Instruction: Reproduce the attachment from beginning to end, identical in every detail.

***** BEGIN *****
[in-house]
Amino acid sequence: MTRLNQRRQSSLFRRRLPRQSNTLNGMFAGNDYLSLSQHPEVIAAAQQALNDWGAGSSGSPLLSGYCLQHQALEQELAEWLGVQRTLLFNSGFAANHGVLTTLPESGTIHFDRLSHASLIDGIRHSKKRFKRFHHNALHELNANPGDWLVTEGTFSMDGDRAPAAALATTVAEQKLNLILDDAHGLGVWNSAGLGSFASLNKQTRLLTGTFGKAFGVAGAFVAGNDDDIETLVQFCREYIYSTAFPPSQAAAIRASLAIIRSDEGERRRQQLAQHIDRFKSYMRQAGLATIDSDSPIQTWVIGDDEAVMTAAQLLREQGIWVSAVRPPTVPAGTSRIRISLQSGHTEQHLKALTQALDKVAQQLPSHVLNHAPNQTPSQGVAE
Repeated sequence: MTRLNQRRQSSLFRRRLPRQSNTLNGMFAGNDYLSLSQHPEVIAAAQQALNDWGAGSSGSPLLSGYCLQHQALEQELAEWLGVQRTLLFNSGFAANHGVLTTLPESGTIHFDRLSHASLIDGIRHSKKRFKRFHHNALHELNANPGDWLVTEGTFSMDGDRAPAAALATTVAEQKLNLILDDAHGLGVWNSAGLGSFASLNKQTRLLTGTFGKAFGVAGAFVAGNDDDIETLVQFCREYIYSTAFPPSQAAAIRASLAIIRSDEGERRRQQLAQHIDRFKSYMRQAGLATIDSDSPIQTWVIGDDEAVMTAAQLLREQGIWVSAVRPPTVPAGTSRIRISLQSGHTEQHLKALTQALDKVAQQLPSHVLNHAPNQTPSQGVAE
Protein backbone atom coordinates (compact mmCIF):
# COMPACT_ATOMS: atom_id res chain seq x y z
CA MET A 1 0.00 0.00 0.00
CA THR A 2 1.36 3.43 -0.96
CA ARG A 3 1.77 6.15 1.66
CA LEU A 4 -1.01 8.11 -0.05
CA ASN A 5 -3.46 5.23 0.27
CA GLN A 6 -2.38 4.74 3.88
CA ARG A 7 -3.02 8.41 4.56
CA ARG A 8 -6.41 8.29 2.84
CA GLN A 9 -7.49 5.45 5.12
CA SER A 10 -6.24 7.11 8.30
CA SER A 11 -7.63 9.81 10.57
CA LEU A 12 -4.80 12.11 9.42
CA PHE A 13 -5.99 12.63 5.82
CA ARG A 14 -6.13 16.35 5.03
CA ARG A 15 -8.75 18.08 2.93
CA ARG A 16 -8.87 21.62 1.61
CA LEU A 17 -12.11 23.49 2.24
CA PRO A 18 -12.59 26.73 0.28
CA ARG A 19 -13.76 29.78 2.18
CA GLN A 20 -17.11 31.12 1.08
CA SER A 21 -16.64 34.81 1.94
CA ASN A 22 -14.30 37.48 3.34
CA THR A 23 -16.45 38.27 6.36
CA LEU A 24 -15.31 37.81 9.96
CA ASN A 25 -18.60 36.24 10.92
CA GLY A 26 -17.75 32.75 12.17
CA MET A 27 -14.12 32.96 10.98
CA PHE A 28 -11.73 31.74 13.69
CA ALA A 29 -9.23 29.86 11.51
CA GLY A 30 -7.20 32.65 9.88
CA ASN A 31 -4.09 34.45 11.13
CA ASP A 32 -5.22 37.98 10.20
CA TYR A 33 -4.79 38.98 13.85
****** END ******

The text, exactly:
[in-house]
Amino acid sequence: MTRLNQRRQSSLFRRRLPRQSNTLNGMFAGNDYLSLSQHPEVIAAAQQALNDWGAGSSGSPLLSGYCLQHQALEQELAEWLGVQRTLLFNSGFAANHGVLTTLPESGTIHFDRLSHASLIDGIRHSKKRFKRFHHNALHELNANPGDWLVTEGTFSMDGDRAPAAALATTVAEQKLNLILDDAHGLGVWNSAGLGSFASLNKQTRLLTGTFGKAFGVAGAFVAGNDDDIETLVQFCREYIYSTAFPPSQAAAIRASLAIIRSDEGERRRQQLAQHIDRFKSYMRQAGLATIDSDSPIQTWVIGDDEAVMTAAQLLREQGIWVSAVRPPTVPAGTSRIRISLQSGHTEQHLKALTQALDKVAQQLPSHVLNHAPNQTPSQGVAE
Repeated sequence: MTRLNQRRQSSLFRRRLPRQSNTLNGMFAGNDYLSLSQHPEVIAAAQQALNDWGAGSSGSPLLSGYCLQHQALEQELAEWLGVQRTLLFNSGFAANHGVLTTLPESGTIHFDRLSHASLIDGIRHSKKRFKRFHHNALHELNANPGDWLVTEGTFSMDGDRAPAAALATTVAEQKLNLILDDAHGLGVWNSAGLGSFASLNKQTRLLTGTFGKAFGVAGAFVAGNDDDIETLVQFCREYIYSTAFPPSQAAAIRASLAIIRSDEGERRRQQLAQHIDRFKSYMRQAGLATIDSDSPIQTWVIGDDEAVMTAAQLLREQGIWVSAVRPPTVPAGTSRIRISLQSGHTEQHLKALTQALDKVAQQLPSHVLNHAPNQTPSQGVAE
Protein backbone atom coordinates (compact mmCIF):
# COMPACT_ATOMS: atom_id res chain seq x y z
CA MET A 1 0.00 0.00 0.00
CA THR A 2 1.36 3.43 -0.96
CA ARG A 3 1.77 6.15 1.66
CA LEU A 4 -1.01 8.11 -0.05
CA ASN A 5 -3.46 5.23 0.27
CA GLN A 6 -2.38 4.74 3.88
CA ARG A 7 -3.02 8.41 4.56
CA ARG A 8 -6.41 8.29 2.84
CA GLN A 9 -7.49 5.45 5.12
CA SER A 10 -6.24 7.11 8.30
CA SER A 11 -7.63 9.81 10.57
CA LEU A 12 -4.80 12.11 9.42
CA PHE A 13 -5.99 12.63 5.82
CA ARG A 14 -6.13 16.35 5.03
CA ARG A 15 -8.75 18.08 2.93
CA ARG A 16 -8.87 21.62 1.61
CA LEU A 17 -12.11 23.49 2.24
CA PRO A 18 -12.59 26.73 0.28
CA ARG A 19 -13.76 29.78 2.18
CA GLN A 20 -17.11 31.12 1.08
CA SER A 21 -16.64 34.81 1.94
CA ASN A 22 -14.30 37.48 3.34
CA THR A 23 -16.45 38.27 6.36
CA LEU A 24 -15.31 37.81 9.96
CA ASN A 25 -18.60 36.24 10.92
CA GLY A 26 -17.75 32.75 12.17
CA MET A 27 -14.12 32.96 10.98
CA PHE A 28 -11.73 31.74 13.69
CA ALA A 29 -9.23 29.86 11.51
CA GLY A 30 -7.20 32.65 9.88
CA ASN A 31 -4.09 34.45 11.13
CA ASP A 32 -5.22 37.98 10.20
CA TYR A 33 -4.79 38.98 13.85